Of course, when foreign adversaries collect SIGINT against the US, it can provide them with a similar window into US capabilities, actions, and intentions, which is something CFIUS seeks to prevent. For example, the intercepting of US communications such as phone calls, emails, or text messages could be of great concern, especially at the types of sensitive government facilities described in FIRRMA. Real estate transactions that could give a foreign entity the opportunity to collect this type of information would be of great concern to CFIUS.
Imagery intelligence (IMINT) was also on Congress’s mind when it expanded CFIUS’s jurisdiction to review real estate transactions. The National Geospatial-Intelligence Agency (NGA), the US Government’s subject matter expert on IMINT, defines the term as “technical, geographic, and intelligence information derived through the interpretation or analysis of imagery and collateral materials.” As the Office of the Director of National Intelligence (ODNI) website points out, IMINT “includes representations of objects reproduced electronically or by optical means on film, electronic display devices, or other media. Imagery can be derived from visual photography, radar sensors, and electro-optics.”
Certainly, a hostile foreign intelligence service could use real estate as a platform to employ ground-based sensors and thereby collect various types of IMINT from a sensitive US government facility, particularly if the real estate afforded a direct line of sight to that facility. This type of intelligence collection and surveillance is certainly something that CFIUS seeks to avoid, and its forthcoming regulations are likely to reflect that.
Who Should Be Paying Attention to This, and Just How Much Real Estate Could Fall Within the Scope of This?
As CFIUS decides on the exact scope of its jurisdiction over these types of real property, the US real estate sector will want to pay close attention. Sometimes, sensitive facilities can exist where one least expects them. For example, in 2010, the Washington Post ran a series of investigative articles dubbed “Top Secret America,” in which it attempted to shine a light on the expansion of the US Intelligence Community after the terrorist attacks of September 11, 2001. As part of that series, the Post published maps of the Washington, DC, area (and other parts of the US), purporting to show the location of an array of sensitive intelligence facilities. Most residents of the area had little idea of the scope and scale of reportedly sensitive facilities in the DC region.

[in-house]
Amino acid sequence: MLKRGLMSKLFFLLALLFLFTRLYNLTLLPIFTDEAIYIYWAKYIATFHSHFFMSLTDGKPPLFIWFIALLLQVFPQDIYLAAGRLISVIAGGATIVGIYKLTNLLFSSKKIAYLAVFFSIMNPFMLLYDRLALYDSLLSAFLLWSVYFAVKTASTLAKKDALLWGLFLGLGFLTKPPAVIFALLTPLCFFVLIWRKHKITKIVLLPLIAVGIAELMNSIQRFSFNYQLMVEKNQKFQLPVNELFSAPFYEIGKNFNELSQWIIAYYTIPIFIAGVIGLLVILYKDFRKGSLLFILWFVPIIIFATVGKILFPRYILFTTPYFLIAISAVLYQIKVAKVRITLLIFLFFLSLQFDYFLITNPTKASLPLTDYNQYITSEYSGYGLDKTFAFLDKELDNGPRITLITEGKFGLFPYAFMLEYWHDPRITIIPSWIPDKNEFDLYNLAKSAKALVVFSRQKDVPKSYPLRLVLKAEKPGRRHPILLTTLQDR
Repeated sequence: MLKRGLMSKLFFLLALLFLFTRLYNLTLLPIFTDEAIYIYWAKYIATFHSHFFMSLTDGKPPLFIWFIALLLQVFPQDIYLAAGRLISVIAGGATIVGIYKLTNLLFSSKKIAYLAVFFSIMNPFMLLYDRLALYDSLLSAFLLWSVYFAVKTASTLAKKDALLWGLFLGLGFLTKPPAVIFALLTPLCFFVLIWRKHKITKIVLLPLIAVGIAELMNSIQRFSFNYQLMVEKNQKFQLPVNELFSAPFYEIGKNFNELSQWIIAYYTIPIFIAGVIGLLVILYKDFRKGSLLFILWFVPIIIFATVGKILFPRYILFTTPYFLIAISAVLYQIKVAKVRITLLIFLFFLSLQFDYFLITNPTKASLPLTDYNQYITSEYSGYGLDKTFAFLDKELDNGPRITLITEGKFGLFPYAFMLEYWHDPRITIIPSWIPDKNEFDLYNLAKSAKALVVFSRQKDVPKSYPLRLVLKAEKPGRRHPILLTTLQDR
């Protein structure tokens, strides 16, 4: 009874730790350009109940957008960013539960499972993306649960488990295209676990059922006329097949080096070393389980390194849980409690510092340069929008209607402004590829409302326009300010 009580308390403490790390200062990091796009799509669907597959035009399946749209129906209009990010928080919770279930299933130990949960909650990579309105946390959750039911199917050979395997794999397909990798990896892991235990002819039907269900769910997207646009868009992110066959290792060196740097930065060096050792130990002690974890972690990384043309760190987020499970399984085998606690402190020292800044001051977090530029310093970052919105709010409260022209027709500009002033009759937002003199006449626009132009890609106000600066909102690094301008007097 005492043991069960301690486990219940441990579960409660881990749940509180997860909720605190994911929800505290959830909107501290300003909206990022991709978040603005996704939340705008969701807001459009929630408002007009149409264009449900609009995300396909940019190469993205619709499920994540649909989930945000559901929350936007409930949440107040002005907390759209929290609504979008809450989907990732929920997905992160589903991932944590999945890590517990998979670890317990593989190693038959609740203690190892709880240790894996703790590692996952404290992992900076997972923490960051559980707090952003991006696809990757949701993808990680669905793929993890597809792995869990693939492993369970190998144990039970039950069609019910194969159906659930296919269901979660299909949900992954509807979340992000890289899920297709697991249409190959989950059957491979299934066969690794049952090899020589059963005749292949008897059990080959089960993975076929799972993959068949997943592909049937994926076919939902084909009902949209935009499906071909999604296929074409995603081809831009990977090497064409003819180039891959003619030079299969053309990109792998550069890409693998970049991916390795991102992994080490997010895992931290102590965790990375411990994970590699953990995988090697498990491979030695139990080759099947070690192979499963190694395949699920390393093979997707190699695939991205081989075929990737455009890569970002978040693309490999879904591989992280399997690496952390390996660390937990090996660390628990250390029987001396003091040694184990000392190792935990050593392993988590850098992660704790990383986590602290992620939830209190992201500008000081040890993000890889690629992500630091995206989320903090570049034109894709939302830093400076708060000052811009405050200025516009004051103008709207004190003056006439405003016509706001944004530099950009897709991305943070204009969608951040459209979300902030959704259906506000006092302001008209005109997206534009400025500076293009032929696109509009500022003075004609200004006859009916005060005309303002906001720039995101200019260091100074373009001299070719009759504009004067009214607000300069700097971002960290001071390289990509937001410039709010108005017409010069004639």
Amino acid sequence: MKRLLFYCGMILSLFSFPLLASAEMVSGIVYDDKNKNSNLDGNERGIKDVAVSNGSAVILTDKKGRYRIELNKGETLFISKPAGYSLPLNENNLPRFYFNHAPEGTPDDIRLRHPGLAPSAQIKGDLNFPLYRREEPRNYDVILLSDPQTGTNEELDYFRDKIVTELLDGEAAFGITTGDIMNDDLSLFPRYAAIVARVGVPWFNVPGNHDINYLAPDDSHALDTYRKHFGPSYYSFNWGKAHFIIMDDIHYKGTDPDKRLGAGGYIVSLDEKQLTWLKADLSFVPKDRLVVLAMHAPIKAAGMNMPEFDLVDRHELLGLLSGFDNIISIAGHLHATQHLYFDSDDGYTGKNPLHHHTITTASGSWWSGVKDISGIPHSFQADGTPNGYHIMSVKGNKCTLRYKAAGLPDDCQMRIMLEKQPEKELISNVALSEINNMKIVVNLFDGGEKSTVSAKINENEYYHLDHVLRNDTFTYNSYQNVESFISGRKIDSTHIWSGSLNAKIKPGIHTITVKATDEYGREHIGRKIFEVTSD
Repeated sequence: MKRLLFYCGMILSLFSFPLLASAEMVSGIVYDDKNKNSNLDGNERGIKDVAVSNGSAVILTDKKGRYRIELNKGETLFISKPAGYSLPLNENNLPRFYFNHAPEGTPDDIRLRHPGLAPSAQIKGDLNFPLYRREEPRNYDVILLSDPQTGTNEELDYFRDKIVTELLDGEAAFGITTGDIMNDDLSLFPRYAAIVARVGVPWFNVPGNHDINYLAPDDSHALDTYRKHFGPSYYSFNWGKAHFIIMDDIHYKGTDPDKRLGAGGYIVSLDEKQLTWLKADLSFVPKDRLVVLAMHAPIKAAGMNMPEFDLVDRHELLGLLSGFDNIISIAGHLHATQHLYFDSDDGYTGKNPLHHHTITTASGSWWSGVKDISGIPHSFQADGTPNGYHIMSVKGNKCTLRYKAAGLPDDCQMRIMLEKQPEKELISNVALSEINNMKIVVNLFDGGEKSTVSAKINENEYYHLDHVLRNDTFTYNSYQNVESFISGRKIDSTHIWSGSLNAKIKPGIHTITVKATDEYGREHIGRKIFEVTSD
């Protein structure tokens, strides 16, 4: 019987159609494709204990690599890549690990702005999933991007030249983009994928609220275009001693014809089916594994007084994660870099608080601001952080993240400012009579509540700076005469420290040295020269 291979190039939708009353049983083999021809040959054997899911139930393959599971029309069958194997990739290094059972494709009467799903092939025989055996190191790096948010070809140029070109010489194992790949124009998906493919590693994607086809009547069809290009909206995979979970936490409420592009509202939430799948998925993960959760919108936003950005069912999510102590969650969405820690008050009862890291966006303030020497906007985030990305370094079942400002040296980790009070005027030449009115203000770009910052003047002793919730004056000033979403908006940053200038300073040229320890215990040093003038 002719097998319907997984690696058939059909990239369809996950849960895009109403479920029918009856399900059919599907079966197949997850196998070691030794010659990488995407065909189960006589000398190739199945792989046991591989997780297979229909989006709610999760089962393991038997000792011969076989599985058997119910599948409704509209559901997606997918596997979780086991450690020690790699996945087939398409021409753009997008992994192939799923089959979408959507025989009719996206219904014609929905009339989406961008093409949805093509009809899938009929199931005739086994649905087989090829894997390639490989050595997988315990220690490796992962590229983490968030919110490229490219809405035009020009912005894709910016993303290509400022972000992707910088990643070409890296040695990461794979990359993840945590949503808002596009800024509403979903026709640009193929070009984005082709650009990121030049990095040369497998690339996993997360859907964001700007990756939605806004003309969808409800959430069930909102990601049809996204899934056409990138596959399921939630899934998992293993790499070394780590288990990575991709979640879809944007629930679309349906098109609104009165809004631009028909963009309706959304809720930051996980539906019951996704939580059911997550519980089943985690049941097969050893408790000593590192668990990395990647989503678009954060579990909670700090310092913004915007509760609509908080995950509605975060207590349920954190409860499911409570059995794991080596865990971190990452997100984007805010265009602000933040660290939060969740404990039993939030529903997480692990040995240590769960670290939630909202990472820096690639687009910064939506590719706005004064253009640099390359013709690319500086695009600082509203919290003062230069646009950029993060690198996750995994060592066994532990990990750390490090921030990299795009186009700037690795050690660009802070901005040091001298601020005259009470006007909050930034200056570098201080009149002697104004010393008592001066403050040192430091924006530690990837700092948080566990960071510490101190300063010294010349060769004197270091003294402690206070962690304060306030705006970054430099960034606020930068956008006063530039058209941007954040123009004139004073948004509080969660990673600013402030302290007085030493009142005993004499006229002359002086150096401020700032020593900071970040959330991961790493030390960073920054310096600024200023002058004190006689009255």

In order to give real estate investors predictability, it is possible that CFIUS will utilize a map of the entire country or even just certain key regions (such as the Washington, DC, area). Such a map might even be color-coded to indicate areas of heightened sensitivity or scrutiny. CFIUS will have to balance the desire to give investors predictability with the need to avoid handing foreign spies a shopping list of high-value espionage targets.
Critically, CFIUS allows the government to force the unwinding of real estate transactions that have not been pre-cleared. Given the uncertainty of the scope of CFIUS concern, and given the secrecy within which various sensitive government activities are conducted, any transaction involving a building in which any General Services Administration (GSA) or other federal agency lease is present, as well as transactions near military or civilian government agencies outside of urban areas, should be evaluated under CFIUS principles.
CFIUS is likely to release for comment its draft regulations in the next couple of months, and Arent Fox will continue to closely monitor developments.
This is the fifth client alert in the “CFIUS 2.0” series, which focuses on implementation of the Foreign Investment Risk Review Modernization Act of 2018 (FIRRMA). Dave Hanke was the primary staff architect of FIRRMA and chief strategist behind its 2018 enactment, while working at the Senate Select Committee on Intelligence as the staff designee for Sen. John Cornyn (R-Texas), the lead author of FIRRMA.